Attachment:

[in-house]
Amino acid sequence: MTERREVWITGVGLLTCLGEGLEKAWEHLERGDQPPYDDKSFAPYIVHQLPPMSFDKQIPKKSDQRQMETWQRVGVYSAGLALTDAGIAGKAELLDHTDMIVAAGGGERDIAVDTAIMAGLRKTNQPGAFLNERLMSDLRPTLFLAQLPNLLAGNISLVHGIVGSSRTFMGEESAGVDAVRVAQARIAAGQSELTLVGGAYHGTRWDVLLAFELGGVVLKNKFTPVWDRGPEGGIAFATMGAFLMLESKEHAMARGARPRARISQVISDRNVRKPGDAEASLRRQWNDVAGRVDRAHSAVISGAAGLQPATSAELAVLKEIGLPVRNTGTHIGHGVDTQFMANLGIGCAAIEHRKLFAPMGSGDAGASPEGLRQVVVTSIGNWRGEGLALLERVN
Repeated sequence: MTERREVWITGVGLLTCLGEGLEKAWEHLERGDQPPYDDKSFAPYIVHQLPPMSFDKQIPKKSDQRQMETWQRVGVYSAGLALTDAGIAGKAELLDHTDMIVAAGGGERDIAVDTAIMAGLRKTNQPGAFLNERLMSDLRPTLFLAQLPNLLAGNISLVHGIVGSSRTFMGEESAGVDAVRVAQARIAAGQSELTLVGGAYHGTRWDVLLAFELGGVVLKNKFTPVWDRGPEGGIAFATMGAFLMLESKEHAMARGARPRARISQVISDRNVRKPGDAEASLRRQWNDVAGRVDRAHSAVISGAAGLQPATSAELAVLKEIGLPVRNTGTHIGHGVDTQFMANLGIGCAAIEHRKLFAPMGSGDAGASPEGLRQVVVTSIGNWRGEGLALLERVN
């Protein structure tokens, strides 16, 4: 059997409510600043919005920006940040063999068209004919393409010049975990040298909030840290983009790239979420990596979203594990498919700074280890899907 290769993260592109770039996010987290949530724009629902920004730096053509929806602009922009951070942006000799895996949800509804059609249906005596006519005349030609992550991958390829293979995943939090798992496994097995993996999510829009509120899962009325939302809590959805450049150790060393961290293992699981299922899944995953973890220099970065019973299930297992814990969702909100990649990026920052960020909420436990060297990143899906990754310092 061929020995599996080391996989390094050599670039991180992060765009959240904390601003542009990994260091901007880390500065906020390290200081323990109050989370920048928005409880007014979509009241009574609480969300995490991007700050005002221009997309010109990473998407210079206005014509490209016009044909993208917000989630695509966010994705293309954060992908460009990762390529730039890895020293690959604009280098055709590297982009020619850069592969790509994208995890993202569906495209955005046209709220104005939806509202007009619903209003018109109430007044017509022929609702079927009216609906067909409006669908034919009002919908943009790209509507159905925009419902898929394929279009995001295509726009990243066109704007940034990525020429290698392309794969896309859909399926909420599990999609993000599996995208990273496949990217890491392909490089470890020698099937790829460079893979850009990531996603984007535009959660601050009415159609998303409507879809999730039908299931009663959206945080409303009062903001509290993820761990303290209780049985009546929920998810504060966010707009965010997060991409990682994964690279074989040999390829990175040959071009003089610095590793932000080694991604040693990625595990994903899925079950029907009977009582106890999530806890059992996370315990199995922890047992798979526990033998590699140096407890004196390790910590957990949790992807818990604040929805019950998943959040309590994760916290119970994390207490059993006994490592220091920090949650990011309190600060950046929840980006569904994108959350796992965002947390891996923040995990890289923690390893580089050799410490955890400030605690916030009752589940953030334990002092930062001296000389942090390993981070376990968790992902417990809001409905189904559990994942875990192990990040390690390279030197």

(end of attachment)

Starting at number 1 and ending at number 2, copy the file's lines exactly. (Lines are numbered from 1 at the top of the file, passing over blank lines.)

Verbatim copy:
[in-house]
Amino acid sequence: MTERREVWITGVGLLTCLGEGLEKAWEHLERGDQPPYDDKSFAPYIVHQLPPMSFDKQIPKKSDQRQMETWQRVGVYSAGLALTDAGIAGKAELLDHTDMIVAAGGGERDIAVDTAIMAGLRKTNQPGAFLNERLMSDLRPTLFLAQLPNLLAGNISLVHGIVGSSRTFMGEESAGVDAVRVAQARIAAGQSELTLVGGAYHGTRWDVLLAFELGGVVLKNKFTPVWDRGPEGGIAFATMGAFLMLESKEHAMARGARPRARISQVISDRNVRKPGDAEASLRRQWNDVAGRVDRAHSAVISGAAGLQPATSAELAVLKEIGLPVRNTGTHIGHGVDTQFMANLGIGCAAIEHRKLFAPMGSGDAGASPEGLRQVVVTSIGNWRGEGLALLERVN